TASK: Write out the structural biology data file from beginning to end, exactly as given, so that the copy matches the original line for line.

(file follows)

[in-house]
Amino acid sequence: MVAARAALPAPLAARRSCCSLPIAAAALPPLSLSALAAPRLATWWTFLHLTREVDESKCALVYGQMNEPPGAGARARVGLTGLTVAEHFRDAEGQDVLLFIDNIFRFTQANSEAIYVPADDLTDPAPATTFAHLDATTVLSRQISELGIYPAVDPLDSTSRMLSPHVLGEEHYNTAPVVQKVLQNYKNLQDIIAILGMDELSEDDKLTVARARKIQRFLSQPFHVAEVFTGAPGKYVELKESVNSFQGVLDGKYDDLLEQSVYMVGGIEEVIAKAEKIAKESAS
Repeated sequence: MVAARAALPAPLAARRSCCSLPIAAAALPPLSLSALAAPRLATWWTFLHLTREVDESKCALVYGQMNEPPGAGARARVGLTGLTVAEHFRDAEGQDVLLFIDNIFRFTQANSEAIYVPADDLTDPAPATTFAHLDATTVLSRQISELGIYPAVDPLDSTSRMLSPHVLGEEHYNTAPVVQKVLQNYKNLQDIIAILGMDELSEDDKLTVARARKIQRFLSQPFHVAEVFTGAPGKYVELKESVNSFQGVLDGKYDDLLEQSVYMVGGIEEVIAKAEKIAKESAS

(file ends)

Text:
[in-house]
Amino acid sequence: MVAARAALPAPLAARRSCCSLPIAAAALPPLSLSALAAPRLATWWTFLHLTREVDESKCALVYGQMNEPPGAGARARVGLTGLTVAEHFRDAEGQDVLLFIDNIFRFTQANSEAIYVPADDLTDPAPATTFAHLDATTVLSRQISELGIYPAVDPLDSTSRMLSPHVLGEEHYNTAPVVQKVLQNYKNLQDIIAILGMDELSEDDKLTVARARKIQRFLSQPFHVAEVFTGAPGKYVELKESVNSFQGVLDGKYDDLLEQSVYMVGGIEEVIAKAEKIAKESAS
Repeated sequence: MVAARAALPAPLAARRSCCSLPIAAAALPPLSLSALAAPRLATWWTFLHLTREVDESKCALVYGQMNEPPGAGARARVGLTGLTVAEHFRDAEGQDVLLFIDNIFRFTQANSEAIYVPADDLTDPAPATTFAHLDATTVLSRQISELGIYPAVDPLDSTSRMLSPHVLGEEHYNTAPVVQKVLQNYKNLQDIIAILGMDELSEDDKLTVARARKIQRFLSQPFHVAEVFTGAPGKYVELKESVNSFQGVLDGKYDDLLEQSVYMVGGIEEVIAKAEKIAKESAS